A key public health need is to identify individuals at high risk for a given disease to enable enhanced screening or preventive therapies. Because most common diseases have a genetic component, one important approach is to stratify individuals based on inherited DNA variation1. Proposed clinical applications have largely focused on finding carriers of rare monogenic mutations at several-fold increased risk. Although most disease risk is polygenic in nature2,3,4,5, it has not yet been possible to use polygenic predictors to identify individuals at risk comparable to monogenic mutations. Here, we develop and validate genome-wide polygenic scores for five common diseases. The approach identifies 8.0, 6.1, 3.5, 3.2, and 1.5% of the population at greater than threefold increased risk for coronary artery disease, atrial fibrillation, type 2 diabetes, inflammatory bowel disease, and breast cancer, respectively. For coronary artery disease, this prevalence is 20-fold higher than the carrier frequency of rare monogenic mutations conferring comparable risk6. We propose that it is time to contemplate the inclusion of polygenic risk prediction in clinical care, and discuss relevant issues.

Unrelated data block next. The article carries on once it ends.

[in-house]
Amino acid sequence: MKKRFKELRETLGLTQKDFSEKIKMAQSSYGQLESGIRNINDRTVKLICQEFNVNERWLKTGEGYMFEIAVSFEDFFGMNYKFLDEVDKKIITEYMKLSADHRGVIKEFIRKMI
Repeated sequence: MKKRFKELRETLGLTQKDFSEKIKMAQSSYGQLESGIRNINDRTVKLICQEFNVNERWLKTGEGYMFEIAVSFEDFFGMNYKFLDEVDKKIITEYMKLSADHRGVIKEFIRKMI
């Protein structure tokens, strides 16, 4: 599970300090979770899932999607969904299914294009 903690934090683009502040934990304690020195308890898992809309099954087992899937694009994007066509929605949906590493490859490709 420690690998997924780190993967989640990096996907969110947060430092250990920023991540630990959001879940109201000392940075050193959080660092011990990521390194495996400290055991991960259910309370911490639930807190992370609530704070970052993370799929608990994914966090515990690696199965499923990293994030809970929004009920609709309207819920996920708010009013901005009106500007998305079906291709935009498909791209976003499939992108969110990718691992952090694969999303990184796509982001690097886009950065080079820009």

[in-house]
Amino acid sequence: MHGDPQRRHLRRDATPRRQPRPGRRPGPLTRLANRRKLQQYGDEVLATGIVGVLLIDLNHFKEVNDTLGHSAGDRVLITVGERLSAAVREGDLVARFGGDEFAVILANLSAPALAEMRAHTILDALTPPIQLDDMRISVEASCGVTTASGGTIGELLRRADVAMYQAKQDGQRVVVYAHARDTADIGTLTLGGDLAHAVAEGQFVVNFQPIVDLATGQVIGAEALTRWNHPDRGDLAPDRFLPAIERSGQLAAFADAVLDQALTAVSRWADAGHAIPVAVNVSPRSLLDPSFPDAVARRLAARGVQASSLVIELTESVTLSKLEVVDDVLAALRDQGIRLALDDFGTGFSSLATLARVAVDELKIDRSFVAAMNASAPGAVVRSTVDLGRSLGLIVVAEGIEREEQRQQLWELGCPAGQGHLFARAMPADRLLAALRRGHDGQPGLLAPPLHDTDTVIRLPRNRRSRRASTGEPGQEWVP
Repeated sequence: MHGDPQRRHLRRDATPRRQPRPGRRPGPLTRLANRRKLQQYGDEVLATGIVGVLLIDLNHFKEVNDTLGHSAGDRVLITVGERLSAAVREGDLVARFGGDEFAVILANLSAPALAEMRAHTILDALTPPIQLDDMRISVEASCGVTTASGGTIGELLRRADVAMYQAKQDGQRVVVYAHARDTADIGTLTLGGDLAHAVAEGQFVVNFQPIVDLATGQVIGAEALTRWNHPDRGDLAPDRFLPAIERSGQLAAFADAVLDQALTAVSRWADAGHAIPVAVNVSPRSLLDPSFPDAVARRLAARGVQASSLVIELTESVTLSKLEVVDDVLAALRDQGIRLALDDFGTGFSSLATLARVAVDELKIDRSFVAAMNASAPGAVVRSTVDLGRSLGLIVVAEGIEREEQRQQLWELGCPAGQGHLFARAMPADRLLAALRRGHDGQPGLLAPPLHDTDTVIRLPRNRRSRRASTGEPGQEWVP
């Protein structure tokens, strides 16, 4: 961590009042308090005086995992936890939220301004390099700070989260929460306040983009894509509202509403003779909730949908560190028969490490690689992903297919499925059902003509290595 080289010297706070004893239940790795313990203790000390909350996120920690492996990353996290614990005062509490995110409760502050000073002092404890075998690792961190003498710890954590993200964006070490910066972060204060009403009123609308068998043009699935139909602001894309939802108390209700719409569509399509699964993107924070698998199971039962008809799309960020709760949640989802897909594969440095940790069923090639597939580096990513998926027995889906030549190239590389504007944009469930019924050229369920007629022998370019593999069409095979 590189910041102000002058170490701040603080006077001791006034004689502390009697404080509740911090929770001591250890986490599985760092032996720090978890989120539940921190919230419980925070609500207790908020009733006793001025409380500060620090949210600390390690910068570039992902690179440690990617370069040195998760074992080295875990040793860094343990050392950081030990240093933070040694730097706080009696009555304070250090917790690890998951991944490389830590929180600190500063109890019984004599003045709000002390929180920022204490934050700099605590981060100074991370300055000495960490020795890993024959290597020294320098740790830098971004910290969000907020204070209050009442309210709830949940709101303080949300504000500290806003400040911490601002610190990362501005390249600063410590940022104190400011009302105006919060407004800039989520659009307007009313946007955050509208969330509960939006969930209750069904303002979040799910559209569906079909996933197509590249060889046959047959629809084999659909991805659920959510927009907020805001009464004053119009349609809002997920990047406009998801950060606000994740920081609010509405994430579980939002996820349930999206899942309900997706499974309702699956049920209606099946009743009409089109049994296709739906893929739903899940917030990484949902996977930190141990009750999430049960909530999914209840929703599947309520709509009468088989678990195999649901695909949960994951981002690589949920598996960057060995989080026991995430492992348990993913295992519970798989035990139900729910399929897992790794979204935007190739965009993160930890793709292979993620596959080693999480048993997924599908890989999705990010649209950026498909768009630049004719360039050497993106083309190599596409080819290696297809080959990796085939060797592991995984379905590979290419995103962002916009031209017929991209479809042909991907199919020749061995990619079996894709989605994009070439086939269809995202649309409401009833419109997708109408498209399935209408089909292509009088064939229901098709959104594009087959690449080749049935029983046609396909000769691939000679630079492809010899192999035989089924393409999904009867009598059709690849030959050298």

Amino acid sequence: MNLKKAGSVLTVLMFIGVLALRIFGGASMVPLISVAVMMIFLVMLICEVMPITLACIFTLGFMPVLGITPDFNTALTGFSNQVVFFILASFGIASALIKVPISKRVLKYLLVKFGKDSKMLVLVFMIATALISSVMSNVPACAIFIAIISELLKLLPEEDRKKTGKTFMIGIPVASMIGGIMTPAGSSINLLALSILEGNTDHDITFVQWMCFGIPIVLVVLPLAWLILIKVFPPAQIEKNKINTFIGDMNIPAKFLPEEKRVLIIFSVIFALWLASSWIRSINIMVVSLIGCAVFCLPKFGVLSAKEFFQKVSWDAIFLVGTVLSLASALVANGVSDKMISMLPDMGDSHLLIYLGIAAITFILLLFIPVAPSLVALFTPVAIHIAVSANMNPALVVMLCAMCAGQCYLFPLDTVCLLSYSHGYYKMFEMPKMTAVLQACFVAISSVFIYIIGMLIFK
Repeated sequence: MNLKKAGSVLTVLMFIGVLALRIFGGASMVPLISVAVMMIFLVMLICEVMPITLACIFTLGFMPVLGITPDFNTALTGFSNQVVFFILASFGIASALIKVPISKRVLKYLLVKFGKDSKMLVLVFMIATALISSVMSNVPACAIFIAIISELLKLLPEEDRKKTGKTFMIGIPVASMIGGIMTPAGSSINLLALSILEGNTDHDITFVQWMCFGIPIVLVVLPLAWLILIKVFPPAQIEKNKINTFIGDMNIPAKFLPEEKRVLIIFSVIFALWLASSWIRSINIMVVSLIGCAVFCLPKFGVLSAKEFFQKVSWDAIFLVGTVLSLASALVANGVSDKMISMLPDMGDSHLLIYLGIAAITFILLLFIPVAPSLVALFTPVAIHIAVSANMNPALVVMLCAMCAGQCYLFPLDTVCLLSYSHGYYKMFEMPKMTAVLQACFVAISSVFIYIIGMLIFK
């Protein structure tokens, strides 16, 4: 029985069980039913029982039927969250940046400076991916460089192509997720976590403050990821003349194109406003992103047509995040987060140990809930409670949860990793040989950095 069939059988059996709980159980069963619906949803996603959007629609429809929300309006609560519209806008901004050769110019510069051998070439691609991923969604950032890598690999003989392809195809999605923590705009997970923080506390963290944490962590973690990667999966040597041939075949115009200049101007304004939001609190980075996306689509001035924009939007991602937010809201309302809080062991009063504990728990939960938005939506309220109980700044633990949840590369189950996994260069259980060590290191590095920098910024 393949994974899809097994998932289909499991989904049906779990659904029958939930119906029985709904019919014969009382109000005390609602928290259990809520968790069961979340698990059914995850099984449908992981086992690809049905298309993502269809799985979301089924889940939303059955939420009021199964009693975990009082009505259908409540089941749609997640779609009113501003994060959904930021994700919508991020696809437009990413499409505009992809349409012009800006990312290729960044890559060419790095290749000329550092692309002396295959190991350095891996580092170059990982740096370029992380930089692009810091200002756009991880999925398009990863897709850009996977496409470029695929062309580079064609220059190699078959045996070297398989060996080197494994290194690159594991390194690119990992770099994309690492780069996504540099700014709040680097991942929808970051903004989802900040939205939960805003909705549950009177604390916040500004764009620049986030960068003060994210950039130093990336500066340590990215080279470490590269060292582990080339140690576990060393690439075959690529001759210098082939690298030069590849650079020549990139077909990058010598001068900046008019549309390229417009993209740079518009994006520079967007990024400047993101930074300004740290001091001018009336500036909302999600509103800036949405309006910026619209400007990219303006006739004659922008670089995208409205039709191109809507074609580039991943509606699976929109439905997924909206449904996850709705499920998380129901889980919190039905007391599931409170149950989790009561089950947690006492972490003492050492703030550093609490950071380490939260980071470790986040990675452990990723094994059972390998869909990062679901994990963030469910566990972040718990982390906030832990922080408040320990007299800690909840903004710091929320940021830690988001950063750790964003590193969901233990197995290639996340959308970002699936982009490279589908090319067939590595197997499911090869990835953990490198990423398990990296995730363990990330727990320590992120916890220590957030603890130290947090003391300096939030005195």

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UK Biobank analyses were conducted via application 7089 using a protocol approved by the Partners HealthCare Institutional Review Board. The analysis was supported by a KL2/Catalyst Medical Research Investigator Training award from Harvard Catalyst funded by the National Institutes of Health (TR001100 to A.V.K.), a Junior Faculty Research Award from the National Lipid Association (to A.V.K.), the National Heart, Lung, and Blood Institute of the US National Institutes of Health under award numbers T32 HL007208 (to K.G.A.), K23HL114724 (to S.A.L.), R01HL139731 (to S.A.L.), RO1HL092577 (to P.T.E.), R01HL128914 (to P.T.E.), K24HL105780 (to P.T.E.), and RO1 HL127564 (to S.K.), the National Human Genome Research Institute of the US National Institutes of Health under award number 5UM1HG008895 (to E.S.L. and S.K.), the Doris Duke Charitable Foundation under award number 2014105 (to S.A.L.), the Foundation Leducq under award number 14CVD01 (to P.T.E.), and the Ofer and Shelly Nemirovsky Research Scholar Award from Massachusetts General Hospital (to S.K.). The authors thank D. Altshuler (Vertex Pharmaceuticals, Boston, MA) for comments on an earlier version of this manuscript.
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Molecular Psychiatry (2019)